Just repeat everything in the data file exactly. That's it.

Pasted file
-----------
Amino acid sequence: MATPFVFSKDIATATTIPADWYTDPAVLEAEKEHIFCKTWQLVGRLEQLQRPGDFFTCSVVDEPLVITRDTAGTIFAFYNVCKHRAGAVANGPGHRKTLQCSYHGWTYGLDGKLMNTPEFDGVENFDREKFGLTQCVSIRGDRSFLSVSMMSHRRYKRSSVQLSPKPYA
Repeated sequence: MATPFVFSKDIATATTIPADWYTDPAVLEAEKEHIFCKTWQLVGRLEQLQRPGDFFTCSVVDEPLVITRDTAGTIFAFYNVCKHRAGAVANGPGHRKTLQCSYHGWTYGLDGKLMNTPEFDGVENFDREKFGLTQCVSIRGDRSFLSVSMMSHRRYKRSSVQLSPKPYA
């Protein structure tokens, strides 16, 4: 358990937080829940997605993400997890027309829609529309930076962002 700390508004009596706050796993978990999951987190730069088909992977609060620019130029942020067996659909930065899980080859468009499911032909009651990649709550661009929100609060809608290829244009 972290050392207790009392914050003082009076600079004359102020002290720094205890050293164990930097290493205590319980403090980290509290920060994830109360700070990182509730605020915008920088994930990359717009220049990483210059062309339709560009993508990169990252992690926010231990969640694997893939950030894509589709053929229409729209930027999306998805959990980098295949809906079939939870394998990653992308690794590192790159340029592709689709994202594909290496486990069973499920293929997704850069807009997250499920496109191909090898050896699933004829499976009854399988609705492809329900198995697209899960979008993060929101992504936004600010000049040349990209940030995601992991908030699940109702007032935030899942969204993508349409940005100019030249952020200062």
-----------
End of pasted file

Amino acid sequence: MATPFVFSKDIATATTIPADWYTDPAVLEAEKEHIFCKTWQLVGRLEQLQRPGDFFTCSVVDEPLVITRDTAGTIFAFYNVCKHRAGAVANGPGHRKTLQCSYHGWTYGLDGKLMNTPEFDGVENFDREKFGLTQCVSIRGDRSFLSVSMMSHRRYKRSSVQLSPKPYA
Repeated sequence: MATPFVFSKDIATATTIPADWYTDPAVLEAEKEHIFCKTWQLVGRLEQLQRPGDFFTCSVVDEPLVITRDTAGTIFAFYNVCKHRAGAVANGPGHRKTLQCSYHGWTYGLDGKLMNTPEFDGVENFDREKFGLTQCVSIRGDRSFLSVSMMSHRRYKRSSVQLSPKPYA
């Protein structure tokens, strides 16, 4: 358990937080829940997605993400997890027309829609529309930076962002 700390508004009596706050796993978990999951987190730069088909992977609060620019130029942020067996659909930065899980080859468009499911032909009651990649709550661009929100609060809608290829244009 972290050392207790009392914050003082009076600079004359102020002290720094205890050293164990930097290493205590319980403090980290509290920060994830109360700070990182509730605020915008920088994930990359717009220049990483210059062309339709560009993508990169990252992690926010231990969640694997893939950030894509589709053929229409729209930027999306998805959990980098295949809906079939939870394998990653992308690794590192790159340029592709689709994202594909290496486990069973499920293929997704850069807009997250499920496109191909090898050896699933004829499976009854399988609705492809329900198995697209899960979008993060929101992504936004600010000049040349990209940030995601992991908030699940109702007032935030899942969204993508349409940005100019030249952020200062």